Determinism and Chaos
Richard H. Bube
Department of Materials Science & Engineering
Stanford, CA 94305
From: Perspectives on science and Christian Faith 41 (December 1989)
The nature of the interaction between "determinism" and "chance" has been the subject of continued debate in one form or another from the early days of recorded human thought. Theologically, it is well known as the "predestination vs. free will" debate, although the actual connection between the theological debate and the scientific debate is tenuous at best. The development of science in the last few centuries has given it a new intensity, since scientific descriptions must fall either into the category of deterministic or chance (probabilistic), neither of which as an isolated world view is compatible with biblical concepts of human responsibility. A thumbnail sketch of the question and its implications has recently been given in this journal.1 I believe it is fair to say that evangelical Christians with a commitment to both authentic science and authentic biblical theology largely follow the lead of those like MacKay who maintain the existence of a reality in which both determinism and chance are intricately and sometimes even mysteriously interrelated.2
A curious and fairly dramatic twist to this debate has been given in recent years by the scientific recognition of the state known as "chaos." In the popular mind, chaos is what one would expect in a completely random or chance-oriented environment; we have been delivered from chaos by the existence of order (deterministic relationships). Some of the early ideas of creation dealt with God's overcoming chaos with order, again emphasizing the common expectation that these two kinds of description are mutually exclusive.
The contention that we ought to expect complex interactions between determinism and chance, or between order and chaos, has found a rather dramatic expression in recent discovery of those specific effects that have come to be known as "chaos." It is the purpose of this communication to illustrate the type of effect observed (in one of its simplest manifestations).
A recent insert, in Science magazine, entitled "A Simple Model of Chaos,"3 describes a model based on population biology that illustrates nicely how "chaos" can proceed from a deterministically described process. The population of a particular insect species in one year Nt is related to the population in the following year Nt+1 approximately by the following relation:
Nt+1 = alphaNt(1 - Nt) (1)
Here Nt is expressed in appropriate units so that its numerical values fall between 0 and 1 (a negative value for Nt+1 would imply extinction), and alpha is a constant that controls the specific form that the results of Eq. (1) take over a number of generations. In order to express the implications of Eq. (1) it is necessary to choose a value for alpha and an initial value for Nt. It is the extreme sensitivity of Eq. (1) to small variations in the initial value of Nt for certain values of alpha that characterizes chaotic behavior.
Figure 1 shows the variation of the "population" with the number of generations from 1 to 100, for values of alpha between 2.9 and 3.5, and an initial value of Nt = 0.50. It can be seen directly from Eq. (1) that if alpha = 2.0 when Nt = 0.50, Nt+1 = Nt, and the population is unchanged with successive generations. When alpha = 2.9, early generations show alternating values which quickly decay down to a "population" of about 0.65 within 20 to 30 generations. When alpha = 3.0, the decay of the two alternating values is much slower and persists out to 100 generations, so that the 99th generation shows Nt = 0.68 and the 100th generation shows Nt = 0.64. When alpha = 3.3, there are again two alternative values (0.82 and 0.47) but these are stable in alternate years over the range from 1 to 100 generations. When alpha = 3.5, the number of alternative values (0.87, 0.82, 0.50 and 0.38) jumps to four, and these are unchanging from 1 to 100 generations. Although these four cases show increasing complexity, they also give the appearance of an ordered and structured complexity.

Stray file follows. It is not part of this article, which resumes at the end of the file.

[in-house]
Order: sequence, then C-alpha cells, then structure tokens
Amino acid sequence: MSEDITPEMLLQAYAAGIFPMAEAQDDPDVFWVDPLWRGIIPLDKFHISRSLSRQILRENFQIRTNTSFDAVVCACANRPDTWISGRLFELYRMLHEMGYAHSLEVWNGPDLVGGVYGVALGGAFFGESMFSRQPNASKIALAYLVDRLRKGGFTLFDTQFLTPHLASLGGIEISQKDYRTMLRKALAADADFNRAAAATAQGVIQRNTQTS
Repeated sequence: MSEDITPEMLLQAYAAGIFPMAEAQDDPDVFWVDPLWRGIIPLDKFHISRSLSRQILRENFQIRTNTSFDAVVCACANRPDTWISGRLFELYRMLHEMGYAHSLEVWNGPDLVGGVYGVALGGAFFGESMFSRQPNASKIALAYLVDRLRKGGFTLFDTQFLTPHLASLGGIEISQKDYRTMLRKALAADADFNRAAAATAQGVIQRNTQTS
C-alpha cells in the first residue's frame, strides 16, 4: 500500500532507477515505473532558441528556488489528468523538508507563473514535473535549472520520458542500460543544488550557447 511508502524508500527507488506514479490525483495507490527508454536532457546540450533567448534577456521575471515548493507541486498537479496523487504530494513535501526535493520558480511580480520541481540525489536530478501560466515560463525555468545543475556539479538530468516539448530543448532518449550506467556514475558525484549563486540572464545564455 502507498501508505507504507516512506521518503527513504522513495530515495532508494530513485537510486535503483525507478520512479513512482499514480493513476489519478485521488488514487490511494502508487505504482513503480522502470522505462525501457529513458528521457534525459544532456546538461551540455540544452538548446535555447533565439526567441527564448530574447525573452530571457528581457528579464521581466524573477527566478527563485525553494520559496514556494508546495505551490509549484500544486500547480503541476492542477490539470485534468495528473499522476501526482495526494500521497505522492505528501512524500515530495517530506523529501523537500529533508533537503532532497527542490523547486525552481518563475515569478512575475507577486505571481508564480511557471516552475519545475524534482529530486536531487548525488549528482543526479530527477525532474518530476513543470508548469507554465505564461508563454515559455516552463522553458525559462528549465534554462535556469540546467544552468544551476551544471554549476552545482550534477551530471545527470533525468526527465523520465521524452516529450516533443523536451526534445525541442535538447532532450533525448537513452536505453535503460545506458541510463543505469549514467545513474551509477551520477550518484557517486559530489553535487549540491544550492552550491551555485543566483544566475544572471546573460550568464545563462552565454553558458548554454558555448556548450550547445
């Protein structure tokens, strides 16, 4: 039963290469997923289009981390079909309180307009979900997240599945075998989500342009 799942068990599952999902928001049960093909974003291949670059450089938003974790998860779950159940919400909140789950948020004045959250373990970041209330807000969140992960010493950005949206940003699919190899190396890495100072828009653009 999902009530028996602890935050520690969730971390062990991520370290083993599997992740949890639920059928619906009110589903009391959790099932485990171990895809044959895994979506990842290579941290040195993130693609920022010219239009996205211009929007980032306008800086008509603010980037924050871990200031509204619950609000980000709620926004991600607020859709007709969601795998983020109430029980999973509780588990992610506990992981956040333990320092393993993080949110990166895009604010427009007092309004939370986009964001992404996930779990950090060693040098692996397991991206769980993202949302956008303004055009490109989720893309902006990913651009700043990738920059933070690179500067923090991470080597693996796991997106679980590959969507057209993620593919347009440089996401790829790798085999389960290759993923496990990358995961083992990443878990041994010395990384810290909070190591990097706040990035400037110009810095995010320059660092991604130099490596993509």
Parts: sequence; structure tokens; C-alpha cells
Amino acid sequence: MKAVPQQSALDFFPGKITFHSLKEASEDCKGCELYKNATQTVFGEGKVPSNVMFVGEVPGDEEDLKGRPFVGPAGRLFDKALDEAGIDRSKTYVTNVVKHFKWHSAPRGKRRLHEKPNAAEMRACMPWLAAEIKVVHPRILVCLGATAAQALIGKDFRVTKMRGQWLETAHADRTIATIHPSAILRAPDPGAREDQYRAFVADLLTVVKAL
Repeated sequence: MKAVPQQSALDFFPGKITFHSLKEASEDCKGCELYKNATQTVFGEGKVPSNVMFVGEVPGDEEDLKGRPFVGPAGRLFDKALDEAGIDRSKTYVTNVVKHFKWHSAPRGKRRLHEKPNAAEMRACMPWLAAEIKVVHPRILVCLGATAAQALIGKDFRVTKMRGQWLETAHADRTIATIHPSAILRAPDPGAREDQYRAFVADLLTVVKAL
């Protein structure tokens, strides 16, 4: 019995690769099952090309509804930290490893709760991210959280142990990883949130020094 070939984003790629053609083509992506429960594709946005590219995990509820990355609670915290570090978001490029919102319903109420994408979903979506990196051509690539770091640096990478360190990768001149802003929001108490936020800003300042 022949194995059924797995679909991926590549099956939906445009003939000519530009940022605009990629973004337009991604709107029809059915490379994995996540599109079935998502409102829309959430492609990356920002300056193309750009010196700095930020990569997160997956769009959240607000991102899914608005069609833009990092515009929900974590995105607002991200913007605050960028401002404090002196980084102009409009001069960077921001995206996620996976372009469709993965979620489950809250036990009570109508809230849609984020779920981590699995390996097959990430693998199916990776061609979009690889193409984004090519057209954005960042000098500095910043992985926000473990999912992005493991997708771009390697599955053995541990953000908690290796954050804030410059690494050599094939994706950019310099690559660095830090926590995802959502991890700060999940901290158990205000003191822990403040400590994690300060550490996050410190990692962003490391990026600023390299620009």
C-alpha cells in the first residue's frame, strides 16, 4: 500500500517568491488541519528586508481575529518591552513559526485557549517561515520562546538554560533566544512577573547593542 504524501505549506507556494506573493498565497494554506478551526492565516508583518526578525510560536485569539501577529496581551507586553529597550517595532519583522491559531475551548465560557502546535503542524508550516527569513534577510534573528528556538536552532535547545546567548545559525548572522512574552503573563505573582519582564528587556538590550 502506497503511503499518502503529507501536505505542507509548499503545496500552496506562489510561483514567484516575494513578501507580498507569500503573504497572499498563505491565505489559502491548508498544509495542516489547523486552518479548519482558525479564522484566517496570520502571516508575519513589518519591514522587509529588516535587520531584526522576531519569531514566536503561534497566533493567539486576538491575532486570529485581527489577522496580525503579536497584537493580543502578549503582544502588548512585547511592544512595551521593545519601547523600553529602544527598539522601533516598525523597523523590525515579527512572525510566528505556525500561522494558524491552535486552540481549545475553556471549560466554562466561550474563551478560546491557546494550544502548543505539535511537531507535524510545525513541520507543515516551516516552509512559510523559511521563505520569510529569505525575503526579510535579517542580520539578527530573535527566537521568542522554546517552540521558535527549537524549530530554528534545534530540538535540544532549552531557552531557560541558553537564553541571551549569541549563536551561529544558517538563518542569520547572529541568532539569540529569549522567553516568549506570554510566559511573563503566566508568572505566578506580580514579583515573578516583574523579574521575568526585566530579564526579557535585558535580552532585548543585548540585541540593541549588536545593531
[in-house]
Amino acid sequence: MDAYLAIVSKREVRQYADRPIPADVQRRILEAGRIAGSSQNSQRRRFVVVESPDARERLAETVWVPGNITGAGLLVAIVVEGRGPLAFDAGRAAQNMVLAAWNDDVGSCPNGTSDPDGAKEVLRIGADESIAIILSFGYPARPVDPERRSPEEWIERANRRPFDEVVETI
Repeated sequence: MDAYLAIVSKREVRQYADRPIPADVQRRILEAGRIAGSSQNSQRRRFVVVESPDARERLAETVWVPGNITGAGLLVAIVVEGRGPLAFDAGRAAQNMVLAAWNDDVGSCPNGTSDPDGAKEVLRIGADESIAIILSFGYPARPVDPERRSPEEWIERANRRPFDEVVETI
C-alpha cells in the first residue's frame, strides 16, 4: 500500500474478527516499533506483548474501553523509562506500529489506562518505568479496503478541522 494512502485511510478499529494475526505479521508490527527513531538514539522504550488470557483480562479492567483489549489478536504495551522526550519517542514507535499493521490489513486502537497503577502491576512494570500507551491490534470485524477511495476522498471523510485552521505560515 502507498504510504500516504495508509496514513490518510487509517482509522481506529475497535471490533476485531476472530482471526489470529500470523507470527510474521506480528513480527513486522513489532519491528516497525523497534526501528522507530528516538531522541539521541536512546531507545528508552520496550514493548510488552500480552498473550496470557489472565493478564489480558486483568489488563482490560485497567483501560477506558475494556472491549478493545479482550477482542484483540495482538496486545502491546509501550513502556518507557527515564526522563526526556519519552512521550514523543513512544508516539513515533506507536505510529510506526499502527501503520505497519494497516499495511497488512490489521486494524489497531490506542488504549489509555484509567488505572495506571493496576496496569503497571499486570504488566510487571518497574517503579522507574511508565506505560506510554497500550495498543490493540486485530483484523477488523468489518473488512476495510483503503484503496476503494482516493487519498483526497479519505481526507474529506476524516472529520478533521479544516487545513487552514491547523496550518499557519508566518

When alpha = 3.57, this ordered behavior gives way to chaos. The data points in Figure 2 show the "populations" for alpha = 3.9 and for three cases in which Nt = 0.49, 0.50 and 0.51, three numbers differing by only 2% from one another. Right from the first generation on, the points jump around in a random fashion. For the first 10 generations the points for the three different initial values of Nt are approximately the same, but after 20 or 30 generations, major differences between the three sets of data arising from different initial values of Nt are evident. Table 1 lists the specific "population" values shown in Figure 2 for a few selected later generations, showing the very strong influence of the small difference in the initial values of Nt.
These results illustrate how the condition of chaos can be generated from a deterministic relationship. Counter examples are also available that show how an orderly pattern or structure can be obtained from a large set of random events suitably limited by appropriate boundary conditions: the generation of order out of chaos. There is no necessary profound philosophical or theological implications in these results, but they do warn us to avoid simplistic dichotomies between deterministic and chance processes as we face interactions between science and theology.
1R.H. Bube, "Penetrating the Word Maze: Determinism/Chance," Perspectives on Science and Christian Faith, 41, March (1989), p. 37.
2D.M. MacKay, The Open Mind and Other Essays: A Scientist in God's World, edited by Melvin Tinker. (Leicester, England: Inter-Varsity Press, 1988).
3R. Pool, "A Simple Model of Chaos," Science 243, 311 (1989).